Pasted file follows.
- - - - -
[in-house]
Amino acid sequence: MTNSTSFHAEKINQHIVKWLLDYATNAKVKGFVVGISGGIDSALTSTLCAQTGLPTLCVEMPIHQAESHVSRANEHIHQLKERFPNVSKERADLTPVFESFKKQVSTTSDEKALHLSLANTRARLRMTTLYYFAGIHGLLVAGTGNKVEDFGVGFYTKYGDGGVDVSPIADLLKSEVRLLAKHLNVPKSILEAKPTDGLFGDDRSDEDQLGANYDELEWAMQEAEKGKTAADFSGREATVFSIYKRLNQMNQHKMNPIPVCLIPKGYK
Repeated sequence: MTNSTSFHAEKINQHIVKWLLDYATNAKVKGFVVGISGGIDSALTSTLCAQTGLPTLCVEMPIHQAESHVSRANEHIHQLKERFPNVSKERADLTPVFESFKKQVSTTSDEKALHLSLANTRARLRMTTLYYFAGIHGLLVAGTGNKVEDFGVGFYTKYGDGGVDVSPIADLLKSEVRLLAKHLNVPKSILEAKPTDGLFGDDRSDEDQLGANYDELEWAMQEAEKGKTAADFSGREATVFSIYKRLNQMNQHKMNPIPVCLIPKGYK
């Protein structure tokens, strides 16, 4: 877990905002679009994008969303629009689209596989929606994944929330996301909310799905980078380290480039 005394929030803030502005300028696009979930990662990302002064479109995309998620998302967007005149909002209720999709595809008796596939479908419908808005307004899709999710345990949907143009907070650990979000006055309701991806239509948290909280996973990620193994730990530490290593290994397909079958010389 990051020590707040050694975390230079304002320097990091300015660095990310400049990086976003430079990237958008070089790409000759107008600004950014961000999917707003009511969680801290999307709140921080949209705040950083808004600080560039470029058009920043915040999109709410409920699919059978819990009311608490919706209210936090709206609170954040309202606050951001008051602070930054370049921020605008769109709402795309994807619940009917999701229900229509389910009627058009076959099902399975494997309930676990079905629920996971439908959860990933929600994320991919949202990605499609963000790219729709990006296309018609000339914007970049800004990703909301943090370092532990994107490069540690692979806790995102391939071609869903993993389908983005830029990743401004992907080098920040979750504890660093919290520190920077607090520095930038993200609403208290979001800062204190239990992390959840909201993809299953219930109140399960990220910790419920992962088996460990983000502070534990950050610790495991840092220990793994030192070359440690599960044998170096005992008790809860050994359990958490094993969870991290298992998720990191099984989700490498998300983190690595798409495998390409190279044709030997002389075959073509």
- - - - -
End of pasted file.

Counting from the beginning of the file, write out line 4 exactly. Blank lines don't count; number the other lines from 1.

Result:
């Protein structure tokens, strides 16, 4: 877990905002679009994008969303629009689209596989929606994944929330996301909310799905980078380290480039 005394929030803030502005300028696009979930990662990302002064479109995309998620998302967007005149909002209720999709595809008796596939479908419908808005307004899709999710345990949907143009907070650990979000006055309701991806239509948290909280996973990620193994730990530490290593290994397909079958010389 990051020590707040050694975390230079304002320097990091300015660095990310400049990086976003430079990237958008070089790409000759107008600004950014961000999917707003009511969680801290999307709140921080949209705040950083808004600080560039470029058009920043915040999109709410409920699919059978819990009311608490919706209210936090709206609170954040309202606050951001008051602070930054370049921020605008769109709402795309994807619940009917999701229900229509389910009627058009076959099902399975494997309930676990079905629920996971439908959860990933929600994320991919949202990605499609963000790219729709990006296309018609000339914007970049800004990703909301943090370092532990994107490069540690692979806790995102391939071609869903993993389908983005830029990743401004992907080098920040979750504890660093919290520190920077607090520095930038993200609403208290979001800062204190239990992390959840909201993809299953219930109140399960990220910790419920992962088996460990983000502070534990950050610790495991840092220990793994030192070359440690599960044998170096005992008790809860050994359990958490094993969870991290298992998720990191099984989700490498998300983190690595798409495998390409190279044709030997002389075959073509």